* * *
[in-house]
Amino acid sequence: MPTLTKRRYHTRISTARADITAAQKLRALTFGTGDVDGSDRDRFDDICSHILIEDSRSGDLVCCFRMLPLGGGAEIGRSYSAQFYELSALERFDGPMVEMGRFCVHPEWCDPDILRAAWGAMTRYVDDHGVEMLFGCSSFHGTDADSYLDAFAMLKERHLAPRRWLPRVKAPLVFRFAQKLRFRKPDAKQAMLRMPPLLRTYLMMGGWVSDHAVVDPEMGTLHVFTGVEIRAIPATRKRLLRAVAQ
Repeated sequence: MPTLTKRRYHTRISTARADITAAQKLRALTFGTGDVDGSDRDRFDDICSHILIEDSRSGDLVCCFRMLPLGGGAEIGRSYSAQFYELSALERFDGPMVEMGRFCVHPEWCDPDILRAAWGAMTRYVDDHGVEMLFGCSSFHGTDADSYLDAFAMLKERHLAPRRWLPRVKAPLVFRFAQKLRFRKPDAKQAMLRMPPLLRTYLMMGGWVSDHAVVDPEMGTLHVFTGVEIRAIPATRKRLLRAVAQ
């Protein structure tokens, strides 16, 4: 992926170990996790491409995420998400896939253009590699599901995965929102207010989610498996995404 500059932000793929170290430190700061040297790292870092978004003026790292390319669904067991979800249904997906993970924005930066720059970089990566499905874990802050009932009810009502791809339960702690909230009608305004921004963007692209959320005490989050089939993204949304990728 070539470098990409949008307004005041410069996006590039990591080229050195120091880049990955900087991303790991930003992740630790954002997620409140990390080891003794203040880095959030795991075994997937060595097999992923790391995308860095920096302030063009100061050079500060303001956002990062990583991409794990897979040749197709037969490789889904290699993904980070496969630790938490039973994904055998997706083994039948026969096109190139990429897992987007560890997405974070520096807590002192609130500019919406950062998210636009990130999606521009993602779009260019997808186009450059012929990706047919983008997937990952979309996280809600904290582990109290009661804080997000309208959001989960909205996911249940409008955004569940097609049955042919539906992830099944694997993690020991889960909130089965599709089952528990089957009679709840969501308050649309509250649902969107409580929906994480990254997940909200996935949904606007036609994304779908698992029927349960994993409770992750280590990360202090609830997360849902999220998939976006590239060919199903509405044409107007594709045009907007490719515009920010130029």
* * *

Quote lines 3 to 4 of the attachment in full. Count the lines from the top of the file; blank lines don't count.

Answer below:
Repeated sequence: MPTLTKRRYHTRISTARADITAAQKLRALTFGTGDVDGSDRDRFDDICSHILIEDSRSGDLVCCFRMLPLGGGAEIGRSYSAQFYELSALERFDGPMVEMGRFCVHPEWCDPDILRAAWGAMTRYVDDHGVEMLFGCSSFHGTDADSYLDAFAMLKERHLAPRRWLPRVKAPLVFRFAQKLRFRKPDAKQAMLRMPPLLRTYLMMGGWVSDHAVVDPEMGTLHVFTGVEIRAIPATRKRLLRAVAQ
């Protein structure tokens, strides 16, 4: 992926170990996790491409995420998400896939253009590699599901995965929102207010989610498996995404 500059932000793929170290430190700061040297790292870092978004003026790292390319669904067991979800249904997906993970924005930066720059970089990566499905874990802050009932009810009502791809339960702690909230009608305004921004963007692209959320005490989050089939993204949304990728 070539470098990409949008307004005041410069996006590039990591080229050195120091880049990955900087991303790991930003992740630790954002997620409140990390080891003794203040880095959030795991075994997937060595097999992923790391995308860095920096302030063009100061050079500060303001956002990062990583991409794990897979040749197709037969490789889904290699993904980070496969630790938490039973994904055998997706083994039948026969096109190139990429897992987007560890997405974070520096807590002192609130500019919406950062998210636009990130999606521009993602779009260019997808186009450059012929990706047919983008997937990952979309996280809600904290582990109290009661804080997000309208959001989960909205996911249940409008955004569940097609049955042919539906992830099944694997993690020991889960909130089965599709089952528990089957009679709840969501308050649309509250649902969107409580929906994480990254997940909200996935949904606007036609994304779908698992029927349960994993409770992750280590990360202090609830997360849902999220998939976006590239060919199903509405044409107007594709045009907007490719515009920010130029």